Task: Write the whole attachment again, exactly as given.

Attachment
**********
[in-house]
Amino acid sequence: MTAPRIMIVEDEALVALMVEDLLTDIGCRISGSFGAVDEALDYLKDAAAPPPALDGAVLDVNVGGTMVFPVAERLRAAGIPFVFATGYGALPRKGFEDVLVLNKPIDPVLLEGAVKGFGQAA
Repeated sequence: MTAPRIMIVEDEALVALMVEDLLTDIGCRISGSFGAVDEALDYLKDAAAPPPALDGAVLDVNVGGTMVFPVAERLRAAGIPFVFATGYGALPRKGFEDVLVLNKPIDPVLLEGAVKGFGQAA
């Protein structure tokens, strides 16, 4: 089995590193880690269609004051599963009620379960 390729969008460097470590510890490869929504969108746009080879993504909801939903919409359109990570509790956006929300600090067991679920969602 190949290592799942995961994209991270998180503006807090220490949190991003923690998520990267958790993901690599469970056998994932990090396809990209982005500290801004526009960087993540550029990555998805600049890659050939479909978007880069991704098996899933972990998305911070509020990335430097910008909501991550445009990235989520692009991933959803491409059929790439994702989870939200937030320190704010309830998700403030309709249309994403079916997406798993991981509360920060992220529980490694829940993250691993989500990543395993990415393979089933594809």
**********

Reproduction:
[in-house]
Amino acid sequence: MTAPRIMIVEDEALVALMVEDLLTDIGCRISGSFGAVDEALDYLKDAAAPPPALDGAVLDVNVGGTMVFPVAERLRAAGIPFVFATGYGALPRKGFEDVLVLNKPIDPVLLEGAVKGFGQAA
Repeated sequence: MTAPRIMIVEDEALVALMVEDLLTDIGCRISGSFGAVDEALDYLKDAAAPPPALDGAVLDVNVGGTMVFPVAERLRAAGIPFVFATGYGALPRKGFEDVLVLNKPIDPVLLEGAVKGFGQAA
């Protein structure tokens, strides 16, 4: 089995590193880690269609004051599963009620379960 390729969008460097470590510890490869929504969108746009080879993504909801939903919409359109990570509790956006929300600090067991679920969602 190949290592799942995961994209991270998180503006807090220490949190991003923690998520990267958790993901690599469970056998994932990090396809990209982005500290801004526009960087993540550029990555998805600049890659050939479909978007880069991704098996899933972990998305911070509020990335430097910008909501991550445009990235989520692009991933959803491409059929790439994702989870939200937030320190704010309830998700403030309709249309994403079916997406798993991981509360920060992220529980490694829940993250691993989500990543395993990415393979089933594809």